On January 8, the nation is gearing up to witness a complete shutdown as workers from all sectors including industrial workers, regular and contractual workers in state and central public sector units, construction workers, scheme workers, transport workers (both public and private) will be observing a general strike. Following the declaration by the ten Central Trade Unions (CTUs) namely Indian National Trade Union Congress (INTUC), All India Trade Union Congress (AITUC), Hind Mazdoor Sabha (HMS), Centre of Indian Trade Unions (CITU), All India United Trade Union Centre (AIUTUC), Trade Union Coordination Committee (TUCC), Self Employed Women’s Association (SEWA), All India Central Council of Trade Unions (AICCTU), Left Progressive Front (LPF), United Trade Union Congress (UTUC), along with various sectoral independent federations and associations. Over 175 farmers’ organisations, 60 students’ organisations are joining in solidarity, and a Grameen Bandh (Rural India shutdown) has been announced.
Two days ahead of the strike, representatives of the unions gathered in Delhi to state that the government is failing to tackle a crisis-ridden economy and is busy in privatising and selling PSUs, natural resources and other national assets which is detrimental to the national interest and national development.
Amarjeet Kaur, from the All India Trade Union Congress (AITUC) said, “25 crore people will be participating in the strike call and a complete bandh will be observed in 10-15 cities and a massive strike action in others. We have been campaigning from September, when the call was first given. There is no faith in this government and there is massive public anger over ghastly targeting of people and students and the violence witnessed across campuses.” She added, “Anger of the nation will culminate on January 8.”
Also read: Jan 8 Strike: 23 Workers’ Unions Set to Participate in Maharashtra
The union members criticised the privatisation of 12 airports stating that they are being sold out to private hands. While 100% sale of Air India has been already decided, the decision to sell Bharat Petroleum Corporation Ltd (BPCL) has also been taken, BSNL-MTNL merger has been announced and 93,600 telecom workers have lost their jobs under the garb of voluntary retirement scheme (VRS). The statement released by the trade unions said, “The privatisation of railways is being pursued in steps, the auctioning of platforms is on, attempts to privatise railway production units being made, almost 150 private trains planned to be run at the cost of services to the common man and efficient running of trains by Indian railways, there is decision to corporatie 49 defence production units deferred for the time being in face of opposition of unions, forcible merger of Banks despite opposition from employees and officers unions, 100% FDI in coal sector also on the cards after such decisions in case of defence, railways, pharmaceuticals, animal husbandry, security services, retail trade etc. (sic)”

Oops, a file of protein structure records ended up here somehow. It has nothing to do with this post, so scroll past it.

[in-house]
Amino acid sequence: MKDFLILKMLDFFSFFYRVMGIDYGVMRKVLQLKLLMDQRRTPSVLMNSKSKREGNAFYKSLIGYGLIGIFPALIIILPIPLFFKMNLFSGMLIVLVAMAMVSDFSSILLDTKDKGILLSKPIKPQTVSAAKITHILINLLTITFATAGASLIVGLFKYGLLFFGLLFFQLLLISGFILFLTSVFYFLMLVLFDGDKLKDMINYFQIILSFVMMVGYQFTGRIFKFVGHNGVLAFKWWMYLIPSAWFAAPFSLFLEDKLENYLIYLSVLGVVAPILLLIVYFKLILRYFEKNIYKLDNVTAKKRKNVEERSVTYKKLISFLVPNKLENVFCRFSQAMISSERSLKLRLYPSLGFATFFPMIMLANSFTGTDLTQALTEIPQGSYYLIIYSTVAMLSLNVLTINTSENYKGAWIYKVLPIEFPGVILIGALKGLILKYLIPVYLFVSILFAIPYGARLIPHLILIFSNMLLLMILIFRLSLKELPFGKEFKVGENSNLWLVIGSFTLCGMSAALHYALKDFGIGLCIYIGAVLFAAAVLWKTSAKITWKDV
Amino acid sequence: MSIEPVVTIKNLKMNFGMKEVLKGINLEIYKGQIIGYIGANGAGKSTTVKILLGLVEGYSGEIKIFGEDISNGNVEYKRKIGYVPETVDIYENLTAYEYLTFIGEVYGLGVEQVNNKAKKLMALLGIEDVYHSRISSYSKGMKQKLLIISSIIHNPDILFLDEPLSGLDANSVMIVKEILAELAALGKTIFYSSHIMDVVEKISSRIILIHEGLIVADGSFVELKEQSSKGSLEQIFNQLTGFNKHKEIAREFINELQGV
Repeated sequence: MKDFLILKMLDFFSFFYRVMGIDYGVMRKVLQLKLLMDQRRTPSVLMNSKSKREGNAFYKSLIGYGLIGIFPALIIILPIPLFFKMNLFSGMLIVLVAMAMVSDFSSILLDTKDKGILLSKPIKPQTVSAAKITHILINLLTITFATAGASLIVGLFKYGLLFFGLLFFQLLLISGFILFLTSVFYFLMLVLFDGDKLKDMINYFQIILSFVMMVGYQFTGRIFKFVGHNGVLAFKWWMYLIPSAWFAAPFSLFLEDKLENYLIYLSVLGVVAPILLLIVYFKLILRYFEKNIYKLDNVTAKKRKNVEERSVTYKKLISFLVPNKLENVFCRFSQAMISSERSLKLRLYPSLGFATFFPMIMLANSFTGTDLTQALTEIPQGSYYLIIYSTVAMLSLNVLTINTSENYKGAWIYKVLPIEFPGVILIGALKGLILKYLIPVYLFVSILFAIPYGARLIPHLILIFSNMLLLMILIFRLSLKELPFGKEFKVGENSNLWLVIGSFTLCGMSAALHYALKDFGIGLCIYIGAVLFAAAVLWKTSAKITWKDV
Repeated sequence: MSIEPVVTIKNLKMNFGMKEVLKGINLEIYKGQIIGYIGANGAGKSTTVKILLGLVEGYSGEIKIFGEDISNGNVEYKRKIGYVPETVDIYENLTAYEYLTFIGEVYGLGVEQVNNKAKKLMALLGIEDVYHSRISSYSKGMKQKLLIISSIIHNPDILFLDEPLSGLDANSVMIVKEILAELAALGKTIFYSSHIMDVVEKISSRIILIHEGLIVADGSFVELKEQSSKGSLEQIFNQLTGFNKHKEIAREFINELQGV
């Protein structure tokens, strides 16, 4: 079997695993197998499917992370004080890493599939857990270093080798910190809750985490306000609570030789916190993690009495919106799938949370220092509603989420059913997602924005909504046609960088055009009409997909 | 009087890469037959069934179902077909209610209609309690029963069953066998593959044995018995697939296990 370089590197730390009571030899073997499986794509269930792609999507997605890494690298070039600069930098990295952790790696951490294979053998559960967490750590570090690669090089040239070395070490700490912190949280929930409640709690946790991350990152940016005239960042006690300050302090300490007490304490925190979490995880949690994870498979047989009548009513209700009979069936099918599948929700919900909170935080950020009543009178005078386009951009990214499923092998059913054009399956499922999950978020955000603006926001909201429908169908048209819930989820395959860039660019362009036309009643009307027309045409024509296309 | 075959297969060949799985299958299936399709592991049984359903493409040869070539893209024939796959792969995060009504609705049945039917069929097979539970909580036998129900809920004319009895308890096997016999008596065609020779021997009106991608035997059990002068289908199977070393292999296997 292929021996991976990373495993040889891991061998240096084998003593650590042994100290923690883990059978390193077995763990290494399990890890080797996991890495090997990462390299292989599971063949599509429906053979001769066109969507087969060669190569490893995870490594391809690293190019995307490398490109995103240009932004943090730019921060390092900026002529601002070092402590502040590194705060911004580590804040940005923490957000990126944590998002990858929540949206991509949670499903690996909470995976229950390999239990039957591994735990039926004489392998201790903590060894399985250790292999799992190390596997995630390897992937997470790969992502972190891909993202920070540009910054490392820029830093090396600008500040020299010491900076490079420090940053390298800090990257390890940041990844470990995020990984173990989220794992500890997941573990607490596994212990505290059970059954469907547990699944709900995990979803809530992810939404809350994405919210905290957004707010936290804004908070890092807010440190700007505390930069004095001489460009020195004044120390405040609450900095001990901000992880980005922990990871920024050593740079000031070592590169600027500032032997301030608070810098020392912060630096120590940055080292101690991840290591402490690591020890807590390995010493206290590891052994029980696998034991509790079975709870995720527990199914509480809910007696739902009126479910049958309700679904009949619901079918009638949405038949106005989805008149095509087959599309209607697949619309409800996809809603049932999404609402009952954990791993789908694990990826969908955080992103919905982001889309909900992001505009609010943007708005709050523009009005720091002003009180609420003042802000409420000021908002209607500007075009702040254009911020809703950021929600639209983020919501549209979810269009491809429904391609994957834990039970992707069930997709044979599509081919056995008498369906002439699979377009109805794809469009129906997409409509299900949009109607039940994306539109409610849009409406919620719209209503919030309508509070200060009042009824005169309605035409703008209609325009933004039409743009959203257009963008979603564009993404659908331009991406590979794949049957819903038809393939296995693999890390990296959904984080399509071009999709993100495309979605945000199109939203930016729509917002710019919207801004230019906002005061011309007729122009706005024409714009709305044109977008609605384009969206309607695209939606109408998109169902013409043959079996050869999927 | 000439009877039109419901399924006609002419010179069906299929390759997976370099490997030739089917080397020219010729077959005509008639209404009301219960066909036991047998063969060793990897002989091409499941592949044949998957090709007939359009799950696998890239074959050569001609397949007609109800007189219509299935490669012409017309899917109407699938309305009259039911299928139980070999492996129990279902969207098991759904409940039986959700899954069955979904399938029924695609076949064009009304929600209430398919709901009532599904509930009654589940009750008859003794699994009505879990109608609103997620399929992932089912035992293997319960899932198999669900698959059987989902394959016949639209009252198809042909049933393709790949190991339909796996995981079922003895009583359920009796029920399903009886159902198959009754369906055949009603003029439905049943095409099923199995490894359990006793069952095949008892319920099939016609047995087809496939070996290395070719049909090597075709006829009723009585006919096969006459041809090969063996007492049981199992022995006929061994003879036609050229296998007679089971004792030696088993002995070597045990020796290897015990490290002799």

Speaking at the press conference, Tapan Sen, general secretary of CITU said, “The acts of the current regime are going to lead to the destruction of the country. What we have built in the last 70 years is now going away and is being pushed towards de-industrialisation. The government advisors themselves have stated that the economy is in ICU. While economic slowdown is not on the government's agenda, they want to take control over the media and the workers. Farmers, youth, students, all are out on the streets.
He added, “Moreover, the Ministry of Labour failed to assure the workers on any of their demands during the meeting on January 2, 2020. The attitude of the government is that of contempt towards labour as we construe from its policies and actions. It is more than 4 years, there is no Indian Labour conference since the last held in July 2015.”
The 12-point charter of demands of the trade unions includes urgent measures for containing price-rise through universalisation of public distribution system and banning speculative trade in commodity market, containing unemployment through concrete measures for employment generation, strict enforcement of all basic labour laws and stringent punitive measures for violation of labour laws, universal social security cover for all workers, minimum wages of not less than Rs 21,000/- per month with provisions of indexation, stoppage of disinvestment in Central/State PSUs and strategic sale, stoppage of contractorisation in permanent perennial work and payment of same wage and benefits for contract workers as regular workers for same and similar work, among others.
Also read: January 8 Strike: Protest Against Record Sale of National Assets by Modi Govt
The working class – both in the public as well as private sector – has valiantly led the fight against Modi government’s policies of disinvestment, among others. In the past six years, there have been three historic all-India strikes, a mahapadav at Parliament, several strike struggles by industry sectors and a growing solidarity with peasant struggles. All trade unions (except the BJP/RSS affiliated Bharatiya Mazdoor Sangh) have forged a unity in these struggles. This massive and united resistance has forced the government to hesitate and even reconsider some issues. But on other issues, the government has gone ahead with its anti-worker policies.
The coming strike on January 8, 2020 to protest against all these anti-worker policies is another step forward in the struggle for workers rights. The farmers, too, are set to join by observing a grameen bandh (rural shutdown or strike).